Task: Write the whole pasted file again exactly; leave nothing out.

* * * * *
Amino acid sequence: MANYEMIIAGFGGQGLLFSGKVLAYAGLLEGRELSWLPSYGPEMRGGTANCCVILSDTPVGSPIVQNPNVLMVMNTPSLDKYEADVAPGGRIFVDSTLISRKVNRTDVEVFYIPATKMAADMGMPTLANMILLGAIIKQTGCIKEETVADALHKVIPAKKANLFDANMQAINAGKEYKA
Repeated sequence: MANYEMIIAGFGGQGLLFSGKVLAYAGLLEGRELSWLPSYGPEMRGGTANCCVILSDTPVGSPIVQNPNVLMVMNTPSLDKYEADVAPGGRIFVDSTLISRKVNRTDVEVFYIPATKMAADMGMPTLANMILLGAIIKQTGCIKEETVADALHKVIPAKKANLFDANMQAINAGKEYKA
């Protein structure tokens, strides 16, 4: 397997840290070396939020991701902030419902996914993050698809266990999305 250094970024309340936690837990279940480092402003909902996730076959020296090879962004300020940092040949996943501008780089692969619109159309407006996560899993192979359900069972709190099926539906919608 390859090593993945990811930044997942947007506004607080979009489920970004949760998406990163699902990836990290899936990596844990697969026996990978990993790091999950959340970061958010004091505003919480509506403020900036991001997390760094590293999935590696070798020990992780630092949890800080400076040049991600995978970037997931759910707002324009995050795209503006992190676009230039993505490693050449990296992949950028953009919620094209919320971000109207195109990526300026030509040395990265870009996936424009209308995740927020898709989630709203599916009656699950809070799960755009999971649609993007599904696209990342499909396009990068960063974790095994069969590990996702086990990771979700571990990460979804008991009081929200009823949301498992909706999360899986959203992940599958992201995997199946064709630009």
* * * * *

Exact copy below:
Amino acid sequence: MANYEMIIAGFGGQGLLFSGKVLAYAGLLEGRELSWLPSYGPEMRGGTANCCVILSDTPVGSPIVQNPNVLMVMNTPSLDKYEADVAPGGRIFVDSTLISRKVNRTDVEVFYIPATKMAADMGMPTLANMILLGAIIKQTGCIKEETVADALHKVIPAKKANLFDANMQAINAGKEYKA
Repeated sequence: MANYEMIIAGFGGQGLLFSGKVLAYAGLLEGRELSWLPSYGPEMRGGTANCCVILSDTPVGSPIVQNPNVLMVMNTPSLDKYEADVAPGGRIFVDSTLISRKVNRTDVEVFYIPATKMAADMGMPTLANMILLGAIIKQTGCIKEETVADALHKVIPAKKANLFDANMQAINAGKEYKA
């Protein structure tokens, strides 16, 4: 397997840290070396939020991701902030419902996914993050698809266990999305 250094970024309340936690837990279940480092402003909902996730076959020296090879962004300020940092040949996943501008780089692969619109159309407006996560899993192979359900069972709190099926539906919608 390859090593993945990811930044997942947007506004607080979009489920970004949760998406990163699902990836990290899936990596844990697969026996990978990993790091999950959340970061958010004091505003919480509506403020900036991001997390760094590293999935590696070798020990992780630092949890800080400076040049991600995978970037997931759910707002324009995050795209503006992190676009230039993505490693050449990296992949950028953009919620094209919320971000109207195109990526300026030509040395990265870009996936424009209308995740927020898709989630709203599916009656699950809070799960755009999971649609993007599904696209990342499909396009990068960063974790095994069969590990996702086990990771979700571990990460979804008991009081929200009823949301498992909706999360899986959203992940599958992201995997199946064709630009």